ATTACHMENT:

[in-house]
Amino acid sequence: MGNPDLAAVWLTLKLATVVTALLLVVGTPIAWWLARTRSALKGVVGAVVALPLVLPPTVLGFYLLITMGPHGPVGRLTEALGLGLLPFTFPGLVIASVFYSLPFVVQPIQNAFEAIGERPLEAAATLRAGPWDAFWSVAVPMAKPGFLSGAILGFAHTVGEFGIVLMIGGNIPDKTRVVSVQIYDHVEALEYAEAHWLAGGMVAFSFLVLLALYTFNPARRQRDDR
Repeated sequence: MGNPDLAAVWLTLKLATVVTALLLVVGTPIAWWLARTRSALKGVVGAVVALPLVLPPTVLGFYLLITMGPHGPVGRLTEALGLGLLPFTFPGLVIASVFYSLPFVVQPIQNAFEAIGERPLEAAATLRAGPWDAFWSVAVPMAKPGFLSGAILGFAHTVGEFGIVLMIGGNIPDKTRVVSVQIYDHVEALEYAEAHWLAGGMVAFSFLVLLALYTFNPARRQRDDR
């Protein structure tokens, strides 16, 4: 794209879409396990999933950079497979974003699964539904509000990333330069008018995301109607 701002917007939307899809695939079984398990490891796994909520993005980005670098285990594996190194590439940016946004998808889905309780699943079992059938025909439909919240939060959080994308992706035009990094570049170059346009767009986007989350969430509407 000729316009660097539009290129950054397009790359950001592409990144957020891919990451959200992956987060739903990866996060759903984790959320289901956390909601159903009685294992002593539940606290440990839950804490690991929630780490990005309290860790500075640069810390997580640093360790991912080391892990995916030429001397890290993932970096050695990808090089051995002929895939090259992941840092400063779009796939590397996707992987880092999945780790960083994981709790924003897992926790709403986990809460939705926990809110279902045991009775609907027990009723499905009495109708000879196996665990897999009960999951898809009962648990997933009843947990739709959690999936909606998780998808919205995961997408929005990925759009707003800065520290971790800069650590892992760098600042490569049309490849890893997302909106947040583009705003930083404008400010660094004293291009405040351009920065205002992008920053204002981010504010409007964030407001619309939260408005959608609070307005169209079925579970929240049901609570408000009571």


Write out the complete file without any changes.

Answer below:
[in-house]
Amino acid sequence: MGNPDLAAVWLTLKLATVVTALLLVVGTPIAWWLARTRSALKGVVGAVVALPLVLPPTVLGFYLLITMGPHGPVGRLTEALGLGLLPFTFPGLVIASVFYSLPFVVQPIQNAFEAIGERPLEAAATLRAGPWDAFWSVAVPMAKPGFLSGAILGFAHTVGEFGIVLMIGGNIPDKTRVVSVQIYDHVEALEYAEAHWLAGGMVAFSFLVLLALYTFNPARRQRDDR
Repeated sequence: MGNPDLAAVWLTLKLATVVTALLLVVGTPIAWWLARTRSALKGVVGAVVALPLVLPPTVLGFYLLITMGPHGPVGRLTEALGLGLLPFTFPGLVIASVFYSLPFVVQPIQNAFEAIGERPLEAAATLRAGPWDAFWSVAVPMAKPGFLSGAILGFAHTVGEFGIVLMIGGNIPDKTRVVSVQIYDHVEALEYAEAHWLAGGMVAFSFLVLLALYTFNPARRQRDDR
């Protein structure tokens, strides 16, 4: 794209879409396990999933950079497979974003699964539904509000990333330069008018995301109607 701002917007939307899809695939079984398990490891796994909520993005980005670098285990594996190194590439940016946004998808889905309780699943079992059938025909439909919240939060959080994308992706035009990094570049170059346009767009986007989350969430509407 000729316009660097539009290129950054397009790359950001592409990144957020891919990451959200992956987060739903990866996060759903984790959320289901956390909601159903009685294992002593539940606290440990839950804490690991929630780490990005309290860790500075640069810390997580640093360790991912080391892990995916030429001397890290993932970096050695990808090089051995002929895939090259992941840092400063779009796939590397996707992987880092999945780790960083994981709790924003897992926790709403986990809460939705926990809110279902045991009775609907027990009723499905009495109708000879196996665990897999009960999951898809009962648990997933009843947990739709959690999936909606998780998808919205995961997408929005990925759009707003800065520290971790800069650590892992760098600042490569049309490849890893997302909106947040583009705003930083404008400010660094004293291009405040351009920065205002992008920053204002981010504010409007964030407001619309939260408005959608609070307005169209079925579970929240049901609570408000009571």